I loved how I felt challenged in reading this book. I didn’t always understand what Cottom was saying on the first read, and was forced to go back and grapple with the work. I applaud Cottom for not making her work small to accommodate her reader. Her writing is too important for that. Go read Thick. You will learn things, you will connect dots you never knew you could. It is powerful and empowering.


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August 2019 Reading Wrap-Up

I’m still reading slowly but surely over here. I finished seven books in August, and I’m pretty happy with what I read. You’ll be shocked to see that our of the seven books only three were nonfiction. The standouts for the month were The Nickel Boys by Colson Whitehead, and my re-read of Never Let Me Go by Kazuo Ishiguro. Fiction. Fiction. Fiction.

August by the Numbers

Total Books Read: 7
Audiobooks: 1
Five Star Reads: 2
Unread Shelf: 0
Books Acquired: 28

By Women Authors: 3
By Authors of Color: 3
By Queer Authors: 1
Nonfiction Reads: 2
Published in 2019: 3


Educated by Tara Westover

(Photo: amazon.com)

In her memoir about growing up in a fundamentalist Mormon family, Tara Westover shares about her childhood, the abuses she suffered, and the reasons she felt motivated to leave home and understand the world for herself.

I enjoyed parts of this book, though I found the hype to be far beyond what this book was able to deliver. It is no doubt impressive what Westover has been able to accomplish in her life. I found the writing to be distant and that she was unwilling to allow the reader into her deeper thoughts and reflections. For example, there is a part of the book that deals with Tara and her brother and the use of “nigger” as a racial slur. She discusses this event, but never reckons with the internalized racism she has been raised with, or how that may have presented itself in her life away from the mountain in Idaho. I had these same thoughts when it came to other women she encounters, especially those outside of Mormonism, not to mention her relationship to pop culture and politics. I found that some things, the abuses she suffered, were discussed to excess, and some things were glazed over. What Westover chose to focus on didn’t match what I was most interested in.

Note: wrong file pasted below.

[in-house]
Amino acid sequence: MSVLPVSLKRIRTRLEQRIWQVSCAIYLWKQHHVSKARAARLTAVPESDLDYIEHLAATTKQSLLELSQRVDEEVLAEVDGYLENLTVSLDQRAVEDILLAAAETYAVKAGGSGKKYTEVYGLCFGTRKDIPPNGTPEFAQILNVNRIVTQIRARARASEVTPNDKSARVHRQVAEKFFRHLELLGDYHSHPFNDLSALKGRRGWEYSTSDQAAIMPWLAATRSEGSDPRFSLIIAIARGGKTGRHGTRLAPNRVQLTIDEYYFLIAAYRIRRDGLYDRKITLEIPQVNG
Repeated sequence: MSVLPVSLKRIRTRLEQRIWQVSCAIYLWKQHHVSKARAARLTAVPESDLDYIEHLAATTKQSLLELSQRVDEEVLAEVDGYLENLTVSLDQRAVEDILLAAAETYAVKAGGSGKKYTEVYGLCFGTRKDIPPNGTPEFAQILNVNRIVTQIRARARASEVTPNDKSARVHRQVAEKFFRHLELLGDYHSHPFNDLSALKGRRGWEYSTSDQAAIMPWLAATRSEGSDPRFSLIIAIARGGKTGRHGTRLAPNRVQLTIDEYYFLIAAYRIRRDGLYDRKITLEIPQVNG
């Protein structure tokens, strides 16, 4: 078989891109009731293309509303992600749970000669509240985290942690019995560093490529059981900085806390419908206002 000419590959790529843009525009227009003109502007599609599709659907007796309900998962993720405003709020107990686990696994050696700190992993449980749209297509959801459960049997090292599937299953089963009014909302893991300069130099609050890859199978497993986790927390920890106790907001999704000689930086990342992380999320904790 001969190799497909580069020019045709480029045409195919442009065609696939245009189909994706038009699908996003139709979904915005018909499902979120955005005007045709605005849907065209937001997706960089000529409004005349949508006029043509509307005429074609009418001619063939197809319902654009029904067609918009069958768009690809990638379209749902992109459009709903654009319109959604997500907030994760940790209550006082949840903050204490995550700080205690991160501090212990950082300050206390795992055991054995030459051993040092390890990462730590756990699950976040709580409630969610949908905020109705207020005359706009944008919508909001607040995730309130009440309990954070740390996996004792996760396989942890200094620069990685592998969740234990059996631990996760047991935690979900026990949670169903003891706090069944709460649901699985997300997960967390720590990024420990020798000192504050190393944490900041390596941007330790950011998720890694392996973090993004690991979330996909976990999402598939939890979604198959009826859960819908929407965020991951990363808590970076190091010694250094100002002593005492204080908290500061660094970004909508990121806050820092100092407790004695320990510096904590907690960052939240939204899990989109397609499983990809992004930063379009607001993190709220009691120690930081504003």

Three Stars | Random House | February 20, 2018 | 352 Pages | Hardcover | Purchase on IndieBound
We discuss Educated on The Stacks Book Club, you can hear that conversation by clicking HERE.


Henry IV Part 1 by William Shakespeare

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A Shakespeare play about a King trying to prove his legitimacy and his son who is young and still wants to reap the benefits of being a prince. That is of course until there is war to be had. This play is one of Shakespeare’s plays that reminds me why people hate Shakespeare. It was boring and didn’t really speak to me on any larger level. Its a lot about loyalty and duty and not much more. I have been loving my #ShakeTheStacks Challenge, but this was the first month I thought about quitting.

One Stars | Penguin Classics | February 1, 2000 | 160 Pages | Kindle | Purchase on IndieBound


Ladies Who Punch: The Explosive Inside Story of “The View” by Ramin Setoodeh

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Great fun! I loved listening to this audiobook that takes us behind the scenes at The View. The author reads the book and his love of the ladies comes through, he is a fan who used his skills as a journalist to get access and ask the right questions.

No this book isn’t life changing, but it is a good time and really sheds light on a TV institution that doesn’t often get the respect it deserves (mostly because its a show made by and staring women of varying ages). However, Setoodeh takes the time to contextualize the show and the co-hosts in the greater American pop culture canon and show how important it has been culturally and politically. The book isn’t all gossip and cat fights, instead we get a sense of how and why it was crafted and what sort of impact that has had on women in politics and power. The 2016 election plays a prominent role in the book as do both Hilary Clinton and Donald Trump. Ladies Who Punch is smart and fun, which is often hard to do. If you’re on the fence, I suggest the audiobook, it is super entertaining and feels almost like a podcast.